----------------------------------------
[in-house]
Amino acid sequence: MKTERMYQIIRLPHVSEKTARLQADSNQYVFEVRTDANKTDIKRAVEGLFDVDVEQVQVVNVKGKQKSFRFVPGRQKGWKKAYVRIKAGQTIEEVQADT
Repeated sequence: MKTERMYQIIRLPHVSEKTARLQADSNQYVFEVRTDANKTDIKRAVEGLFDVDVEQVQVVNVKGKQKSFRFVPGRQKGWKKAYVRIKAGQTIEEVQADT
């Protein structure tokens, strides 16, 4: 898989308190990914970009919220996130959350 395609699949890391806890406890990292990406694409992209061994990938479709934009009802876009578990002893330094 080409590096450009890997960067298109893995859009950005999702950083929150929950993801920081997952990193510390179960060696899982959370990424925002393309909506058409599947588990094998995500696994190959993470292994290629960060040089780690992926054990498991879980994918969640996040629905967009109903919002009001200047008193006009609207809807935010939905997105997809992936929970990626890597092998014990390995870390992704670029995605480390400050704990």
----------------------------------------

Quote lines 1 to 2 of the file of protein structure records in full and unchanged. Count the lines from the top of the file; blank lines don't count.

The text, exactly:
[in-house]
Amino acid sequence: MKTERMYQIIRLPHVSEKTARLQADSNQYVFEVRTDANKTDIKRAVEGLFDVDVEQVQVVNVKGKQKSFRFVPGRQKGWKKAYVRIKAGQTIEEVQADT